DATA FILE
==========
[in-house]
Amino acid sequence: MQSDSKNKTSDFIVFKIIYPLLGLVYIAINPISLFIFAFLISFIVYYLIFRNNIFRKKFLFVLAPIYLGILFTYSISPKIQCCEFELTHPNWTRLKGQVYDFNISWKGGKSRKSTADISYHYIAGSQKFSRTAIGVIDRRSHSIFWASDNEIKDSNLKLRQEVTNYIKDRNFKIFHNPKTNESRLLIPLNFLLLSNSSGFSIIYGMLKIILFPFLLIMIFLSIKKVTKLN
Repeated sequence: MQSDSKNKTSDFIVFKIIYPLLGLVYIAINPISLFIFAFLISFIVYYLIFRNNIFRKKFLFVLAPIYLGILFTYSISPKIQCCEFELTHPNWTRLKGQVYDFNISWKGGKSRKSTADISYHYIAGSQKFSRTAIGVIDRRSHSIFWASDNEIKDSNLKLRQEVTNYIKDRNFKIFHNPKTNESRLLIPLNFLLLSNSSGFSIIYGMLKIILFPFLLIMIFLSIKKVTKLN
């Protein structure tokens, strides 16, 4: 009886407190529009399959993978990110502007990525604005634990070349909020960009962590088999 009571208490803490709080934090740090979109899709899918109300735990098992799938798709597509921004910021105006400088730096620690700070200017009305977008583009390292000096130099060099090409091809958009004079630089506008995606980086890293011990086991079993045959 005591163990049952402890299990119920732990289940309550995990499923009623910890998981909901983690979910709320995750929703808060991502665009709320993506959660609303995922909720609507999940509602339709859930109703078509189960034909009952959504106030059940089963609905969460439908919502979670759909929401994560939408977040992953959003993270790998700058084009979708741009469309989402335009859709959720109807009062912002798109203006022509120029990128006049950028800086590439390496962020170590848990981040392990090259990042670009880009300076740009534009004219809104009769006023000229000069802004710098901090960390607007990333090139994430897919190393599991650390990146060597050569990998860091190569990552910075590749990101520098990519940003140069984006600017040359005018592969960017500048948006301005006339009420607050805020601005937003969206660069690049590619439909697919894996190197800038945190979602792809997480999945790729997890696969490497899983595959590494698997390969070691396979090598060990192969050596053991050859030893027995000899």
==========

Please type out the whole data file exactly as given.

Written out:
[in-house]
Amino acid sequence: MQSDSKNKTSDFIVFKIIYPLLGLVYIAINPISLFIFAFLISFIVYYLIFRNNIFRKKFLFVLAPIYLGILFTYSISPKIQCCEFELTHPNWTRLKGQVYDFNISWKGGKSRKSTADISYHYIAGSQKFSRTAIGVIDRRSHSIFWASDNEIKDSNLKLRQEVTNYIKDRNFKIFHNPKTNESRLLIPLNFLLLSNSSGFSIIYGMLKIILFPFLLIMIFLSIKKVTKLN
Repeated sequence: MQSDSKNKTSDFIVFKIIYPLLGLVYIAINPISLFIFAFLISFIVYYLIFRNNIFRKKFLFVLAPIYLGILFTYSISPKIQCCEFELTHPNWTRLKGQVYDFNISWKGGKSRKSTADISYHYIAGSQKFSRTAIGVIDRRSHSIFWASDNEIKDSNLKLRQEVTNYIKDRNFKIFHNPKTNESRLLIPLNFLLLSNSSGFSIIYGMLKIILFPFLLIMIFLSIKKVTKLN
């Protein structure tokens, strides 16, 4: 009886407190529009399959993978990110502007990525604005634990070349909020960009962590088999 009571208490803490709080934090740090979109899709899918109300735990098992799938798709597509921004910021105006400088730096620690700070200017009305977008583009390292000096130099060099090409091809958009004079630089506008995606980086890293011990086991079993045959 005591163990049952402890299990119920732990289940309550995990499923009623910890998981909901983690979910709320995750929703808060991502665009709320993506959660609303995922909720609507999940509602339709859930109703078509189960034909009952959504106030059940089963609905969460439908919502979670759909929401994560939408977040992953959003993270790998700058084009979708741009469309989402335009859709959720109807009062912002798109203006022509120029990128006049950028800086590439390496962020170590848990981040392990090259990042670009880009300076740009534009004219809104009769006023000229000069802004710098901090960390607007990333090139994430897919190393599991650390990146060597050569990998860091190569990552910075590749990101520098990519940003140069984006600017040359005018592969960017500048948006301005006339009420607050805020601005937003969206660069690049590619439909697919894996190197800038945190979602792809997480999945790729997890696969490497899983595959590494698997390969070691396979090598060990192969050596053991050859030893027995000899």